over and prayed “ for the boys,” to whom she was related, since they were immediate danger. Only the day before he died, this friend

babies; and though one of them could not repeat the Ten Command

ments, they had all an intelligent idea of what they were about. Mutasaid to his patient that he wondered that he had never written baranam told me of the trouble she had had when David's father'was an account of his life. Mr. Cruickshanks answered that he had alive. He was a bigoted heathen, and insisted upon his son being the often thought of doing so, and he had journals and papers

same; and David, who had always a leaning towards Christianity, could

read the Bible and other Christian books only by stealth; but the great available for the purpose; he thought, if it pleased God, he

object of her (Mutabaranam's) life, she said, was that day fulfilled, and she would begin the next day to put them together. But before reminded me of another aged servant of God, who said, “Now lettest Thou the close of another day his sightless eyes were closed in death, Thy servant depart in peace.” There was very satisfactory proof of the and his spirit had passed away from the dark prison-house of earnestness of these people in their having travelled twenty miles to be the flesh into the bright presence of the Sun of Righteousness.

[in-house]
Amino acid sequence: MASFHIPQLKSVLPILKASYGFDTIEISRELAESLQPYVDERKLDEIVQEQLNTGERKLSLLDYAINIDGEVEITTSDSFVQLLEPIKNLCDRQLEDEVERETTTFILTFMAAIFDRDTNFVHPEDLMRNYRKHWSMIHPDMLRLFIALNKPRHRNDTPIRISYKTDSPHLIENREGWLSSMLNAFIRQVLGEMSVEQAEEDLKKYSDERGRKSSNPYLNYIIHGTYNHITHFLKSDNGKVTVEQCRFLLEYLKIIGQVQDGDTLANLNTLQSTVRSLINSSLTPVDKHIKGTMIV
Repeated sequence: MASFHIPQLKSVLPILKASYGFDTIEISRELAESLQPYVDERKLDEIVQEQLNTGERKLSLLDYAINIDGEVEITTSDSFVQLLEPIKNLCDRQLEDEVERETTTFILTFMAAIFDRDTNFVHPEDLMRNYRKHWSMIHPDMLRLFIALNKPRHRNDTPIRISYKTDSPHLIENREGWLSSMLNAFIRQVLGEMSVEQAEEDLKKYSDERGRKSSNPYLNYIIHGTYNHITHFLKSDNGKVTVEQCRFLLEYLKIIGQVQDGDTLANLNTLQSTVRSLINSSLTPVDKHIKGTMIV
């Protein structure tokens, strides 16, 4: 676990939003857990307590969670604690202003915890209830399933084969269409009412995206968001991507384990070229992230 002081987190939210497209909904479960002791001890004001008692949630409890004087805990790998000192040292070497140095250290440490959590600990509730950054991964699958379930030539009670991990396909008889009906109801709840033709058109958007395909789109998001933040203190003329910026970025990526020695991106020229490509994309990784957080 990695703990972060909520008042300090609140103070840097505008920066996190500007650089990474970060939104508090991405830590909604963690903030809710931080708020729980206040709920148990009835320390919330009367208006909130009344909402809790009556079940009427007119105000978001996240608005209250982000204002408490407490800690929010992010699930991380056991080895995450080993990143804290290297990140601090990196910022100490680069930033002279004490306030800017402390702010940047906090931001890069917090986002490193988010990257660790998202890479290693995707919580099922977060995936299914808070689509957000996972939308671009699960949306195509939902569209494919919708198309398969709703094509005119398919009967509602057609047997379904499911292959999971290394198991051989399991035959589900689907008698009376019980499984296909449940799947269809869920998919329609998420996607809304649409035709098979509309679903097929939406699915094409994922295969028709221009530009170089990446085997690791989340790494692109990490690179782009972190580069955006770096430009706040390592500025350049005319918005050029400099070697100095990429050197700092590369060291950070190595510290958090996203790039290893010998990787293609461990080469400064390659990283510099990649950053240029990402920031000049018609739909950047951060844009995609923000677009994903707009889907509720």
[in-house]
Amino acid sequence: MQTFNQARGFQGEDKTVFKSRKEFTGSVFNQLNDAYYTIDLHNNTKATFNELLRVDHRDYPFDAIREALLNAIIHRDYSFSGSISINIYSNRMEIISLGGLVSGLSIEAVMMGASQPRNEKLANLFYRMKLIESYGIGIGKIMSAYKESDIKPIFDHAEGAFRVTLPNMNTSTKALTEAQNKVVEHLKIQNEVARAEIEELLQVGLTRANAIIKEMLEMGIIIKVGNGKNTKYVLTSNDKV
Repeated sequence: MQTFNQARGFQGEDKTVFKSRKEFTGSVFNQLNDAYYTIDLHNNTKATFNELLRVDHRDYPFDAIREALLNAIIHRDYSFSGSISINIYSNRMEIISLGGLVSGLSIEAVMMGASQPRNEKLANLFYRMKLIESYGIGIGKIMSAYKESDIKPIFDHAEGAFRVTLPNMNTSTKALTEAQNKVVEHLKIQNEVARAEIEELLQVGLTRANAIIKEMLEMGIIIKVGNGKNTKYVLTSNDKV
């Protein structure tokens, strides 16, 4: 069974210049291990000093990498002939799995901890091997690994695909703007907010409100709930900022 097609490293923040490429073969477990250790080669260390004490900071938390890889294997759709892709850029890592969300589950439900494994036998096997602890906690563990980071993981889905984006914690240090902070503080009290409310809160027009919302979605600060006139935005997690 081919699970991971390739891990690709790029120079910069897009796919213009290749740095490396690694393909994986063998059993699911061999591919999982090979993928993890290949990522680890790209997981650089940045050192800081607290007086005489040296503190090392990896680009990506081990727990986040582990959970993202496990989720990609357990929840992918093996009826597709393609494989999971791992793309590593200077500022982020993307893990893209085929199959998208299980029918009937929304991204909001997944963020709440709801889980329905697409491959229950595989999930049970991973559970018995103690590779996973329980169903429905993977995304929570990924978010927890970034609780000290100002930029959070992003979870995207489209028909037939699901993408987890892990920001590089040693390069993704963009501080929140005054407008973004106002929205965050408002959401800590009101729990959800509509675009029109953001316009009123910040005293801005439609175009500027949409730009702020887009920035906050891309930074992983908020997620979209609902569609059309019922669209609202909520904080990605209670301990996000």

baptized, while one man gave Rs. 5, and the other R. 1, as thankofferings.

Additional interest is connected with these baptisms in the fact that And so the story of William Cruickshanks' life remains un

Mutabaranam is the daughter of a sister of old John Devasagayam of written, Yet, after all, what worthier record of his life could Tinnevelly. have been written than that which is preserved in the hearts and in the lives of his scholars? The labours of the devoted

THE CHURCH MISSIONARY GLEANER has been localised, i.e., pubteacher are ended, but his works do follow him, and his memory

lished with additional sheets containing local news, in Calcutta. It is will surely excite in many a heart the desire to be followers of circulating widely among Europeans and English-speaking Hindus, him who, through faith and patience, inherits the promises. including some non-Christian Babus.

[graphic][merged small]

ADMIRAL PREVOST AT METLAKAHTLA. coast three and twenty years before. But then they were all

cruel and degraded savages.

The churchwarden who led him